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Eating Disorders Around the Holidays - Strategies to Cope

Updated: Dec 22, 2022

Thanksgiving to New Year's day is a joyous time for everyone to connect and celebrate with friends and family during holiday occasions. However, it can also be a very stressful time for many. Food is a very prevalent part of the holiday season, making it clear that those suffering from eating disorders can, understandably, have a difficult time during Thanksgiving and Christmas. With over 30 million people in the United States alone suffering from eating disorders, it's important to acknowledge this problem and do the best we can to address it.


Some of the most common eating disorders people experience include anorexia, bulimia, binge eating disorder (BED), and eating disorder not otherwise specified (EDNOS). With so many people around the world struggling with eating disorders, it is not uncommon to know someone suffering from one, which makes it all the more crucial to educate ourselves on how people are affected by them. If you would like to know more about the most common signs and symptoms of eating disorders, the National Eating Disorder Association (NEDA) provides a comprehensive list of them on their website, here.

Food is not the Only Culprit

The most discernible reason for people with eating disorders to struggle during the holidays is food, but it's not the only reason. Randy Hartman, a doctor at the regional Center for Change treatment center in Utah interviewed some of his patients who at the time were in treatment for their eating disorders about how the holidays affected them. "This is the time of year that sort of amplifies the anxieties for these women. The emotional intensity and the food is a double whammy for them," he said. "Most family members think it is about food and weight, but it is about self-rejection" (Haddock). In fact, women are not the only one's that face this problem. According to NEDA, 25% of those with anorexia are men, who actually have a higher mortality risk than women because of the presumption that men do not have eating disorders.


The other major culprit of emotional distress for those with eating disorders during the holidays is family conflict. It is not unusual for people suffering from eating disorders, as well as those who don't, to have unresolved issues with their family that are bound to influence them when gathered with those family members at holiday events. Hartman goes on to say, “To be immersed in the family context brings up all the issues, fears, conflicts and worries that feed the eating disorder that causes everyone so much pain” (Haddock). These emotions during the holidays caused by food and family can be a very unpleasant back and forth experience of stress for people, potentially fueling the urge to engage in damaging behaviors seen in eating disorders.

What can be done to help people with eating disorders cope during this time of year?

Although it's not possible to eliminate holiday stress entirely, there are things we can do to protect our physical and mental health during the holidays. Here are a few strategies you or your loved ones can try to help keep stress to a minimum this holiday season:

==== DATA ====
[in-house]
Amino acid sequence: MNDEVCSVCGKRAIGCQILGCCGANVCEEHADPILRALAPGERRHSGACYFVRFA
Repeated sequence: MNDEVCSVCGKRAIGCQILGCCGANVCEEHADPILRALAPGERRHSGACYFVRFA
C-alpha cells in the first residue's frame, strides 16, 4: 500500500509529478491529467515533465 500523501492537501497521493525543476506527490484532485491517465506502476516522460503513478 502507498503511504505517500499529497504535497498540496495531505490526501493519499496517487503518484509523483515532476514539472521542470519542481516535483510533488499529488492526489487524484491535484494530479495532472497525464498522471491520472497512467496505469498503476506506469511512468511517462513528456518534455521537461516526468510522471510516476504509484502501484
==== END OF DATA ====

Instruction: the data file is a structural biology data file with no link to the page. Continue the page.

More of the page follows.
• It is perfectly normal to get overwhelmed, but do your best to show yourself some compassion. Getting through the holidays is difficult and those feelings are valid. Give yourself some credit!

  • Be consistent with your routine and create structure in your life. Make sure to get enough sleep, eat and snack regularly, and plan ahead to avoid committing to too much in your personal and professional life.

  • Take the time to think about what your expectations are going to be for the holidays. Not everything is going to be perfect, and that's okay.

  • Set some realistic goals ahead of time. They do not need to be major achievements- even just staying consistent is a great goal. Avoid all or nothing goals!

  • Plan ahead. Figure out what foods will be prepared for the events you attend and when they will be served to prepare yourself mentally. Ask someone to be your support person that you can go to if you get overwhelmed. Create a plan to leave an event if you become triggered and need to leave.

  • Avoid diet talk and labeling foods as “good” or “bad”. All food is good food especially during the holiday season! Consider thinking about all the different ways food holds meaning- from nutrients to traditional or religious value.

  • If you need help, ask! Go to someone you trust to talk, ask someone to be your support person during meals or plans that you know will be triggering, or see a therapist to aid you in your recovery during the holidays.

  • Set healthy boundaries. Put yourself and your needs first! You are not selfish for doing so.

  • Make self-care a priority. Self-care becomes especially important during this time of the year.

  • Focus on one day at a time. You’re going to do great


This list serves as a reminder of what many people with eating disorders may go through during the holiday season and is for educational and informational purposes only. It is not a substitute for medical advice, diagnosis, or treatment.



Dannibale. “The Effect of the Holidays on Eating Disorders”. The Undergraduate Journal of American Studies,


Haddock. "Holiday food is not fun for everyone". DeseretNews, 1998.

Ringer. "Tips and tools for handling eating disorders around the holidays". Loma Linda University Health, 2019.

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